Art & Entertainment | Book Reviews | Education | Entertainment Video | Health | Lifestyle | Sport | Sport Video | Search

 

National Winter Games wraps up

23rd September 2019

Cardrona Alpine Resort was the host last week to Special Olympics New Zealand 7th National Winter Games. Held over four days, 48 athletes with an intellectual disability took to the slopes to race in alpine skiing and snowboarding events - each competing for gold.

Joseph Fitzpatrick-Bryant from Manawatu only started skiing last year and took home two silver medals in the advanced Super G and Giant Slalom competitions. Jaimee Caffell the only female snowboard competitor held her own against the boys taking home three silver medals in the Snowboarding Super G, Giant Slalom and Slalom. With athletes from ages 14 to 52 years old competing intensive competition and great sportsmanship was evident throughout the event.

See all the results from the competition here on the Special Olympics New Zealand Website

Carolyn Young, chief executive of Special Olympics New Zealand, said all 48 athletes performed exceptionally.

“The National Winter Games is an event that athletes put in extensive effort in their preparation. This training was extremely evident in their performances at the games, with each competitor demonstrating outstanding levels of passion, skill and determination which made for a fantastic event for both athletes and spectators watching.

“I am extremely proud of our amazing athletes who were tested physically this week in the competition, but also had the opportunity to create lifelong friendships with other athletes from across the country. It is the small moments and aspects like this that makes the work put into the games so rewarding.”

Held every four years in Cardrona, the National Winter Games work to create an inclusive sporting environment that celebrates all abilities.

Stew Hewitt the Technical Delegate for the Games said the 7th National Winter Games were the best yet.

“The level of support we received from spectators this year was fantastic, and truly helped to make the event such a success. It’s an amazing feeling to be able to offer some of Special Olympics athletes an event like this, and I’m proud to be a part of the team that makes it happen.”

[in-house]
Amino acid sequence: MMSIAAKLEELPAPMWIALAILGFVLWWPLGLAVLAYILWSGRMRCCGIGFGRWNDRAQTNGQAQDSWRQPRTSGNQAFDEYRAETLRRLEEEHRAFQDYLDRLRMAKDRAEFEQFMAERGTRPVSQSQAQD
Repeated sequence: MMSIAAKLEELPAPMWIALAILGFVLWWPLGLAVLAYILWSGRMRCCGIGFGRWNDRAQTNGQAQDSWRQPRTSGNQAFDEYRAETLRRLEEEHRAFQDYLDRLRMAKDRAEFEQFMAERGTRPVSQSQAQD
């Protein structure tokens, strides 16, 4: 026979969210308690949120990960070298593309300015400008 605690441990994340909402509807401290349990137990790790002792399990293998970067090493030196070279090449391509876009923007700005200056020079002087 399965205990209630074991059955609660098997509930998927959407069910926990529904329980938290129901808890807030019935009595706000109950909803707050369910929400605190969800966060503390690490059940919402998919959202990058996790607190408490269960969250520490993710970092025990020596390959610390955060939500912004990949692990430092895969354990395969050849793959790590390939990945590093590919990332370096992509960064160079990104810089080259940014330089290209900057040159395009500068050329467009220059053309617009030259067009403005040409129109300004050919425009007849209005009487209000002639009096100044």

About Special Olympics New Zealand

Special Olympics New Zealand was established as a branch of the global sports movement in the 1983 and has since strived to create an environment of inclusion and equality for people with intellectual disabilities.

It provides a year-round programme of sports training and competition for children and adults who live with an intellectual disability, and currently has more than 6000 athletes train and compete in 13 different sports.

ends


© Scoop Media

 
 
 
Culture Headlines | Health Headlines | Education Headlines

 

Scoop Review Of Books: 'the everrumble' by Michelle Elvy

This is Zettie’s tale from her birth date in 1965 through to her ‘passing’ at the age of 105. Yet, Zettie’s tale is our own tale, as humans still all-too-often hell-bent on destroying our environment and therefore our fellow creatures – and thus – symbiotically and inevitably – ourselves. More>>

Tuia 250: Endeavour Arrives At Tūranganui-A-Kiwa

The co-chair for Tuia 250 national commemorations says it's not a bad thing if people want to express their views, as a replica of Captain Cook's Endeavour is today set to make its way into Tūranganui-a-Kiwa... Local iwi oppose the ship's visit and have refused to do a pōhiri. More>>

ALSO:

On 7–19 October: NZ Improv Fest Turns (It Up To) Eleven

The New Zealand Improv Festival (NZIF) is celebrating eleven years by going 110%; this national festival has increased to two weeks of improvisation with guests from all over the world. More>>

ALSO:

NZ On Air: $12 Million For Stimulating Content For Tamariki

New Zealand tamariki have much to be excited about, with just under $12.5 million in funding confirmed for a raft of new screen and music content including a new daily kids quiz show. More>>

ALSO:

Master Storyteller: Author Jack Lasenby Remembered

Jack Lasenby died on Friday, aged 88. He was the author of children's books, novels, and short stories. He was the winner of numerous awards, including the Prime Minister's award for Literary Achievement in 2014. More>>

 
 
 
 
 

LATEST HEADLINES

  • CULTURE
  • HEALTH
  • EDUCATION
 
 
  • Wellington
  • Christchurch
  • Auckland